Israeli officials have warned the Biden administration against being overly critical of the Saudi and Egyptian governments, due to concerns that criticisms over human rights issues in the two Arab countries might lead them to forge closer ties with Iran, Russia and China, the Times of Israel has reported.
Biden initially took a harsh tone on human rights issues in countries such as Saudi Arabia and Egypt, vowing, for instance, to make the Saudis “the pariah that they are” over their grave rights violations. But his administration later cited “national interest” to maintain Washington’s close ties with Riyadh.
A source told the Israeli newspaper that Biden’s criticisms have worried Israel, which believes they could alienate Saudi Arabia’s Crown Prince Mohammed bin Salman and Egypt’s President Abdel Fattah el-Sisi, cautioning that such remarks can lead them to look for support and alliances from Tehran, Moscow and Beijing.
Those concerns have been passed along to administration officials on multiple occasions, said the source, who spoke on the condition of anonymity.
However, the source expressed satisfaction that while the Biden administration has maintained its rhetoric in favor of upholding human rights abroad, it has “thus far avoided upending US relations with [Cairo and Riyadh] entirely.”
The Biden administration has found itself under increasing pressure to cut off arms sales to Saudi Arabia and Egypt over human rights issues.
Back in July, Democratic Senator Chris Murphy called on the Biden administration to withhold some of Egypt’s annual military aid over the country’s human rights record.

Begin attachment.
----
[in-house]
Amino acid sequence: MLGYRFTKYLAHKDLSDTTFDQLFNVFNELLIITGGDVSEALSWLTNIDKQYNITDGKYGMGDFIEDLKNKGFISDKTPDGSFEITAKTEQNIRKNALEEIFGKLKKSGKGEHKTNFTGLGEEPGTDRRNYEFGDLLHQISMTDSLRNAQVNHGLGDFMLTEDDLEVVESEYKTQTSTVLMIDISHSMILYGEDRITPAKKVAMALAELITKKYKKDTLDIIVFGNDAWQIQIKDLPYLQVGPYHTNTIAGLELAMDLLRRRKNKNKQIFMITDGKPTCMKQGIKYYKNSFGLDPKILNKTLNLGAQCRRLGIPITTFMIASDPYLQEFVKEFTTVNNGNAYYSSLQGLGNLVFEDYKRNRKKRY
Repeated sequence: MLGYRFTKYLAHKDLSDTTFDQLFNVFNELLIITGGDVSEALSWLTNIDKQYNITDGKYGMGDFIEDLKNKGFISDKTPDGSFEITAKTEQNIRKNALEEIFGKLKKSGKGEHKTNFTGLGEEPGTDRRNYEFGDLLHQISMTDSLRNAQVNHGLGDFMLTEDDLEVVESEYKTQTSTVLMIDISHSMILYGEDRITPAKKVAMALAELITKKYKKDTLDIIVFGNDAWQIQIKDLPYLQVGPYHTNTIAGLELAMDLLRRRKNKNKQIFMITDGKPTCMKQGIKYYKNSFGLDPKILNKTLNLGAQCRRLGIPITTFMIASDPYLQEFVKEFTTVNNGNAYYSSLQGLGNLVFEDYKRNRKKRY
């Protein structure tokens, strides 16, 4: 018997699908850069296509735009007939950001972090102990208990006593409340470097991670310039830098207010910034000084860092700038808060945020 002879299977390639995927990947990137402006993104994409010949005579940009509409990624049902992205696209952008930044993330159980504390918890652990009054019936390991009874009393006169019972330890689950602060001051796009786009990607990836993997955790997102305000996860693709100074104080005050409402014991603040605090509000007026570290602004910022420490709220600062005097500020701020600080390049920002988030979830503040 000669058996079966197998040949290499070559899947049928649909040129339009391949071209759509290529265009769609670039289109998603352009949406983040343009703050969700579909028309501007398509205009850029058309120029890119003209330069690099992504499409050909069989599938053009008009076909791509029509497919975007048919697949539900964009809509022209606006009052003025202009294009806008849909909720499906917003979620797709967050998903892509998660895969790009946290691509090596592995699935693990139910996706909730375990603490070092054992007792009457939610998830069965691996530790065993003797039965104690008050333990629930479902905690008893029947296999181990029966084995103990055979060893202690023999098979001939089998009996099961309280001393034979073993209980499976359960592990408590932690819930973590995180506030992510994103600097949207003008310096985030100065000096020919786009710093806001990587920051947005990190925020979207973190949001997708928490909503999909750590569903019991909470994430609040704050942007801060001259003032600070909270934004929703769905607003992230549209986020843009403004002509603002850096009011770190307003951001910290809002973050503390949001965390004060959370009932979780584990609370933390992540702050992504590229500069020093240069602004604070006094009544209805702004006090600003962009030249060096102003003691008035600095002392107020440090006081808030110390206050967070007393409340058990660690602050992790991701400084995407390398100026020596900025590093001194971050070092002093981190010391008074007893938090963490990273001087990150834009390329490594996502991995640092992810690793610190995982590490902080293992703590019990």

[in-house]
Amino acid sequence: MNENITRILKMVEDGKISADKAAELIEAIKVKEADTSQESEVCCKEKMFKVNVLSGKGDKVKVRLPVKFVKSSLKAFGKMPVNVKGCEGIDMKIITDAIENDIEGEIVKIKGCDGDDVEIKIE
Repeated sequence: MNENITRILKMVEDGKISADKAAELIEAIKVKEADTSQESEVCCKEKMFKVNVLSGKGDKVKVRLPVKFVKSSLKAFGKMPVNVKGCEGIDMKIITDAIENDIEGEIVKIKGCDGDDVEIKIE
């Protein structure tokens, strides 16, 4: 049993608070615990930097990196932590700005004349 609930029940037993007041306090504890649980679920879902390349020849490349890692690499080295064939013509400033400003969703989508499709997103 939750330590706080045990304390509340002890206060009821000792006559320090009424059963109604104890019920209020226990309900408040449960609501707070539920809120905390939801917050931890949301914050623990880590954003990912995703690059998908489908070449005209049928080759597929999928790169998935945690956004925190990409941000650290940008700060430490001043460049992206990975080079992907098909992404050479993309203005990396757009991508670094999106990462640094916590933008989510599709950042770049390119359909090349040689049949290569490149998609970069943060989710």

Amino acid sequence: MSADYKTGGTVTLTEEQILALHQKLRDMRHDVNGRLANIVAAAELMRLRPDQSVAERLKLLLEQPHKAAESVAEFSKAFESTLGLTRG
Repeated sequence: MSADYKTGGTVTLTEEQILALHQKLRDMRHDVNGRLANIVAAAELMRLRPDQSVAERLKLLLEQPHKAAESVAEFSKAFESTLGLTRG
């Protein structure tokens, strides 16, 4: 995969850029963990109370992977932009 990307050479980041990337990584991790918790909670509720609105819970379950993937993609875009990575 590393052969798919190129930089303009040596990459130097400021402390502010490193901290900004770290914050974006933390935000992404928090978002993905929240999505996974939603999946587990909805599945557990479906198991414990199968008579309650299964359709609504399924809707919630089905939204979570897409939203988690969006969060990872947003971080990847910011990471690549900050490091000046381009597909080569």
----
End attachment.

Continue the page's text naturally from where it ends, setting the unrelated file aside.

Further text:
Bob Menendez, another Democratic senator, who chairs the Senate Foreign Relations Committee, has also been critical of arms sales to Saudi Arabia, especially over the Riyadh-led war against Yemen.
During the former administration of Donald Trump, a group of lawmakers backed legislation put forward by Menendez to block arm sales to Saudi Arabia, but the Trump administration vetoed it and proceeded with the arms sales.
When campaigning for president, Biden said he would put human rights and democracy at the center of his foreign policy, vowing to make the Saudis “pay the price”, over the brutal murder of journalist Jamal Khashoggi, which the CIA said in a report was most likely ordered by the Saudi crown prince.
He also pledged “no more blank checks for Trump’s favorite dictator”, referring to Sisi, who swept to power in a coup in 2014.
Saudi Arabia has been engaged in talks with Iran in recent months on mending ties severed in 2016 over a host of issues.
Late in April, Tehran welcomed “a change in Saudi Arabia’s tone” towards the Islamic Republic, as observed in bin Salman’s earlier interview, during which he said he wanted to have a “good and distinguished relationship” with Iran, striking a different tone from Riyadh’s usual demonization of Tehran.
Last month, Iran’s Ambassador to Baghdad Iraj Masjedi expressed hope that the next round of Tehran-Riyadh talks would bring “positive results”.